A good gaming session has a few of the same elements as some traditional wedding receptions. Both are a gathering of friends in a festive atmosphere, likely with food at some point. As with one wedding tradition I could name, each session could feature “something old” and “something new.” Those familiar with my series here at Kobold Press know my favorite way to make nostalgic classic monsters new is to use templates to create an unexpected twist. This is not going to be one of those articles.
To extend the wedding analogy one more step, our “something blue” this week is the signature weapon of the various monstrous races—you’d be blue, too, if you had to wield the goblin’s weapon! Less is sometimes more; after the jump we’ll discuss what works and we’ll also propose a few changes to the monster weapon rack.
I’ll start on a positive note by looking at an existing weapon I think exemplifies what you want to accomplish when you give your monsters a weapon in the first place. Ideally the weapon should make the monster more threatening without becoming a player character’s next favorite toy. Maybe the best of these is the kobold sweeper.
Your kobold needs a feat to use any tail-based weapon, but this one is most certainly worth the cost. First your kobold gains an additional attack with the tail sweeper; it deals 1d6 damage and can be used in conjunction with a trip maneuver, but it does not leave the kobold vulnerable to dropping it if counter-tripped. A kobold with a few levels could easily enhance this fighting style with Improved Trip, Weapon Focus, and Agile Maneuvers. For this weapon, I’d make no change.
From best to worst: Can we spend a moment contemplating just how truly bad the dogslicer wielded by goblins is? It’s a short sword with holes cut out to lighten the weapon, which serves no real purpose other than to make it fragile enough to shatter on a roll of a natural 1. As if goblins weren’t handicapped against normal adventurers enough, we have to give them an unreliable weapon? Simply put the dogslicer on a polearm, rule that because the blade is so light it can still count as a finesse weapon as well as a reach weapon, and suddenly the goblin has a weapon worthy of something other than a rubbish bin. You can even keep its fragile nature intact, and it’s still a far better weapon for our green little brothers.
Now from small to big: The ogre hook sounds like it should be a bad to the bone weapon. It’s described as being basically a crude hook used as a tripping weapon. It doesn’t mention a pole, but it is oversized and requires two hands to use. It suffers from several issues. First, you can trip with any weapon currently, so this needs a bonus of some sort: Let’s call it a +2 to trip. Although I realize the larger version sized for ogres does more damage, it’s not oversized for them, so we can make this a one-handed melee weapon for Large creatures, leave the damage (1d10) alone, and let the trip bonuses stack for the rare ogre who wields two weapons. More likely it will allow you to grant your ogre a shield—maybe making it hard enough to hit to be something other than a heavy bag for your party’s melee character.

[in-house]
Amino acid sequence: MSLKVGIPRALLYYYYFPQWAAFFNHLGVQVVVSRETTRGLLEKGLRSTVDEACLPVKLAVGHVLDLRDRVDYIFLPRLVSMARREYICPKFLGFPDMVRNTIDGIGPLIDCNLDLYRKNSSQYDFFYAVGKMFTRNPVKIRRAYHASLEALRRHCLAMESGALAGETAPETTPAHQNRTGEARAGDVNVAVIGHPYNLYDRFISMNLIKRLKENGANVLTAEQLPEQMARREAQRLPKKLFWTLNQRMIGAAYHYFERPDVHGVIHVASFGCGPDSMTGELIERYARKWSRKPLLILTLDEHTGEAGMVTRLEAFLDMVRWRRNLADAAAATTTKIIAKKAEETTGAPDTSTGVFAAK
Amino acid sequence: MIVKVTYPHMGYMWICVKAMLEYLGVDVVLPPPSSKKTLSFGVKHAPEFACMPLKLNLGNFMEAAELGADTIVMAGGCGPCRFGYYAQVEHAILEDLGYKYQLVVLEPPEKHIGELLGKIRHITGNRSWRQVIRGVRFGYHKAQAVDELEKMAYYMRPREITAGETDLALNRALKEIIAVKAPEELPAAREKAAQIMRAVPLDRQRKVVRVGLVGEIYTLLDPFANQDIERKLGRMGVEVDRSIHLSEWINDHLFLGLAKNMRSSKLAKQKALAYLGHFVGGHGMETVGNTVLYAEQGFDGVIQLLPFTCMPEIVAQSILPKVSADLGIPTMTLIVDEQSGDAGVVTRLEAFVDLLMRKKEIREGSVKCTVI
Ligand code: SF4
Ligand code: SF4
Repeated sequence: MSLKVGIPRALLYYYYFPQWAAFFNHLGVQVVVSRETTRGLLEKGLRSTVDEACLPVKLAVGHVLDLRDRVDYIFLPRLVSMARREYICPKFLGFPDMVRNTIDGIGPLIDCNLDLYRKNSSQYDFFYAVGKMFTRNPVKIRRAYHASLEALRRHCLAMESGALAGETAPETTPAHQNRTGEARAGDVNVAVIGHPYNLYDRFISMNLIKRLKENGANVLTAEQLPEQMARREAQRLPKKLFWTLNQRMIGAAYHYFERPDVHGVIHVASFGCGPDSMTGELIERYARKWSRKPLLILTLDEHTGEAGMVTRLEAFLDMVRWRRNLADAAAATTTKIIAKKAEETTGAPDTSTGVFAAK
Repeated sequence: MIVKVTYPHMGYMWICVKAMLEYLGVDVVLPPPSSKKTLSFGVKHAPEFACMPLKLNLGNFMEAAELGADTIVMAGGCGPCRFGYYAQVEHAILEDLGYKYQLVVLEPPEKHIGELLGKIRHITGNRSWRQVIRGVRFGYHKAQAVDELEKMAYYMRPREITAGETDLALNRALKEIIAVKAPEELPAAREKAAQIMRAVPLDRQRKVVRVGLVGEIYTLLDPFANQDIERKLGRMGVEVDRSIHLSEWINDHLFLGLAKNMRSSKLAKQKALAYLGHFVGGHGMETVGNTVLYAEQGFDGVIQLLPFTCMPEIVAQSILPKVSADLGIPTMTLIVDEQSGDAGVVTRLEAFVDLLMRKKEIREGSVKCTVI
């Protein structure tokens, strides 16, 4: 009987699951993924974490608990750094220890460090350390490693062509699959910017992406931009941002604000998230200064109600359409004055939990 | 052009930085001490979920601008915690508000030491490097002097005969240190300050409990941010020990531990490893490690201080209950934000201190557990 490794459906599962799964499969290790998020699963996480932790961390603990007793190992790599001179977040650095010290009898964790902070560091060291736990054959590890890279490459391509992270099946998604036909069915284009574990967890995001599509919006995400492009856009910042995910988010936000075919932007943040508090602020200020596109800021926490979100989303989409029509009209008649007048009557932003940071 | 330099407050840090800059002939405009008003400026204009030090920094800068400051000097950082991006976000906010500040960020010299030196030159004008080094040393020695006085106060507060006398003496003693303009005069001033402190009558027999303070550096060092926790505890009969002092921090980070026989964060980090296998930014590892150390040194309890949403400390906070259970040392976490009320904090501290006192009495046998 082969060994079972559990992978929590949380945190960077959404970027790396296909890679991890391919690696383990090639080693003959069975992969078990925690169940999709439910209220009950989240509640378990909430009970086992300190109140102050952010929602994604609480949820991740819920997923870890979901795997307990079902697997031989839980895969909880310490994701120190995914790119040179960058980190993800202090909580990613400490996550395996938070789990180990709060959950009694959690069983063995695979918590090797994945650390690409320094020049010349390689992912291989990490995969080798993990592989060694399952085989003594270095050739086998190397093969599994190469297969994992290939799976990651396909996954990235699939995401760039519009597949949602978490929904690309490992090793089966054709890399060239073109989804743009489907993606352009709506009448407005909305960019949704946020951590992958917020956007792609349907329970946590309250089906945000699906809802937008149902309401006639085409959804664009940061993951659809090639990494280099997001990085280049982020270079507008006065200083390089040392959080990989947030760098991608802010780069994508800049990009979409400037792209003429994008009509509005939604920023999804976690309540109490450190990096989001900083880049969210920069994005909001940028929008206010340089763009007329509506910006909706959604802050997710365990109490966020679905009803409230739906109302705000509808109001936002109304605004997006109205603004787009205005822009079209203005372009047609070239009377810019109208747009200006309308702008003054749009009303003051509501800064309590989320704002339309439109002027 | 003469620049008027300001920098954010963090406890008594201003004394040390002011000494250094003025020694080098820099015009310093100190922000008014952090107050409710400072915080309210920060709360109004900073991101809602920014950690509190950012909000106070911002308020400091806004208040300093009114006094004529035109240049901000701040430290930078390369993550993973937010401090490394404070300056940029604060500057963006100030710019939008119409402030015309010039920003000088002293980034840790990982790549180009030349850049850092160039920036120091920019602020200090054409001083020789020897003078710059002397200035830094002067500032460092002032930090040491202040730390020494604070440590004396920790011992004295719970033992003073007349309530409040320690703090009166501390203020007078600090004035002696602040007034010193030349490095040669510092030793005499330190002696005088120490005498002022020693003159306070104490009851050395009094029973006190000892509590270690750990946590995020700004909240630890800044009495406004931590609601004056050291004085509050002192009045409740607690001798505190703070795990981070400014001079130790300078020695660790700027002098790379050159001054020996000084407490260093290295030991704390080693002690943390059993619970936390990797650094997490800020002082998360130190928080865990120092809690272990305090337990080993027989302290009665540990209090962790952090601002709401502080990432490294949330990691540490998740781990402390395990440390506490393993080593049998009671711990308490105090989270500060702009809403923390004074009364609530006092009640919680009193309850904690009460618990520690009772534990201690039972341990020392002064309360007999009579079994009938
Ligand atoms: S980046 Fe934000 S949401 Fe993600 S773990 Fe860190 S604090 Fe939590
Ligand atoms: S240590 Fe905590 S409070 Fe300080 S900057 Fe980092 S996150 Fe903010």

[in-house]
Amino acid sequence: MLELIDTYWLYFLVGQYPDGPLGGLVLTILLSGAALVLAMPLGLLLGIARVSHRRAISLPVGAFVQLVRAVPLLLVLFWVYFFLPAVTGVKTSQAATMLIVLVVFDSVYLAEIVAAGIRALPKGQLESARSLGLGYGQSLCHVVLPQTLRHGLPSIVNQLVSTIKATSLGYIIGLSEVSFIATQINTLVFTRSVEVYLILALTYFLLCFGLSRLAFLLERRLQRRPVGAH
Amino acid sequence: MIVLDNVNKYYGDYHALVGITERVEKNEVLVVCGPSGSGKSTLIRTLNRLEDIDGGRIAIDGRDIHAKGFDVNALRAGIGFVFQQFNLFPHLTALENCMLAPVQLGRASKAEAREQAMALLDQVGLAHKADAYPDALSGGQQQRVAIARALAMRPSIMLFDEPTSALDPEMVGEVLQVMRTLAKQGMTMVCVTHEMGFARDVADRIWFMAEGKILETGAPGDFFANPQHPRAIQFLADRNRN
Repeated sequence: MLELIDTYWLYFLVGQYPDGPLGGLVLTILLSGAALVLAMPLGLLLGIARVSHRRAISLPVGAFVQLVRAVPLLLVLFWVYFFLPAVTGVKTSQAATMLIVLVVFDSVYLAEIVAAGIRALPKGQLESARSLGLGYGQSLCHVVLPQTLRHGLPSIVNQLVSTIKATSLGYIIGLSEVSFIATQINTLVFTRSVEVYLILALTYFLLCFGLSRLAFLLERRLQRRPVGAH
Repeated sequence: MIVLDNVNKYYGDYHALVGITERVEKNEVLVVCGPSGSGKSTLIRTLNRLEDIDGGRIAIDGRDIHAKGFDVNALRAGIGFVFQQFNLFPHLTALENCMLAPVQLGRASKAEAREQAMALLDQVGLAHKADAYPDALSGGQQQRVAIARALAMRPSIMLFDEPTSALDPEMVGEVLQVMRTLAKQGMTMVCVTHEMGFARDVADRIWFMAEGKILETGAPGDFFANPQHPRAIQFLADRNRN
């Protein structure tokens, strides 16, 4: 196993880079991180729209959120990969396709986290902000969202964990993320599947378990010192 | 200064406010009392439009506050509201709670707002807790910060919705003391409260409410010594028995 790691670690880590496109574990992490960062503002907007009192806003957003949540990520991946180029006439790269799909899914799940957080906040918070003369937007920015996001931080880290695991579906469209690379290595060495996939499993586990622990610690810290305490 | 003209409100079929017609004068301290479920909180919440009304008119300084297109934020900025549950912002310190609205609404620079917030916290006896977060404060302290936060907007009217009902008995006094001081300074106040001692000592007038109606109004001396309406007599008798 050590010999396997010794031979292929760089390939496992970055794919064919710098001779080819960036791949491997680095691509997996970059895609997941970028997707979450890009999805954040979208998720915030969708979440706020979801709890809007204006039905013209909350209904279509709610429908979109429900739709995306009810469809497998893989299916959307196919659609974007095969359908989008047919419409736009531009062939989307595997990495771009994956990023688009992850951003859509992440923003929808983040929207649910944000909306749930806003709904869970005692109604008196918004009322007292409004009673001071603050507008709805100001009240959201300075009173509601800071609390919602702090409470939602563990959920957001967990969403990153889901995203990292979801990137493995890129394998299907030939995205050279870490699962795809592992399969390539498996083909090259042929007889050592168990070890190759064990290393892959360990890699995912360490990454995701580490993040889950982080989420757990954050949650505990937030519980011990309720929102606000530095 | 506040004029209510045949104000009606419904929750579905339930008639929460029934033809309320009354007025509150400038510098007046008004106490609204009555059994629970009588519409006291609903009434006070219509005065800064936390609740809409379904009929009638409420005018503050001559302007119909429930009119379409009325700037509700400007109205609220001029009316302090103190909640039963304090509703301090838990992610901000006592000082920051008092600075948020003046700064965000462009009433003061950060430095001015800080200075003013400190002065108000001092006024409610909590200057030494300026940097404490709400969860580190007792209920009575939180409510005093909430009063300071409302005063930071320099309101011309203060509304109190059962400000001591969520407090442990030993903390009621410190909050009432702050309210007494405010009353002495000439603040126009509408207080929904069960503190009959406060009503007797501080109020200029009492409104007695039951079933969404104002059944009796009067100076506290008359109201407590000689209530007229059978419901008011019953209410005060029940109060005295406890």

Let’s go from ogres to orcs: The orc has no signature weapon. We could change that. Orcish longbows can perhaps all have a mighty +2 property but with the caveat that they need to be greased daily or they lose their suppleness and become fragile. Orcish arrows should be barbed. Since Pathfinder has no hard and fast rules for barbed arrows, it takes a DC 18 Heal check to pull them out without causing an additional 1d8 damage. If left in the wound, they are grooved and greased by animal fat, providing a channel to cause 1 point of bleed damage per unattended arrow every round.
And, finally, for gnolls: Gnolls are getting some love every week by my fellow contributor Peter von Bleichert. Allow me to add to those fine efforts by discussing the flind bar. This was once a three-section staff rather than a nunchuck, which I think makes a better option. Increase the damage to 2d4 bludgeoning, add a +2 bonus to disarm maneuvers, and allow the weapon to ignore shields. In real life, this was part of the reason for the pole and chain weapons to begin with—when they strike a shield from the side they bend around and still strike their target.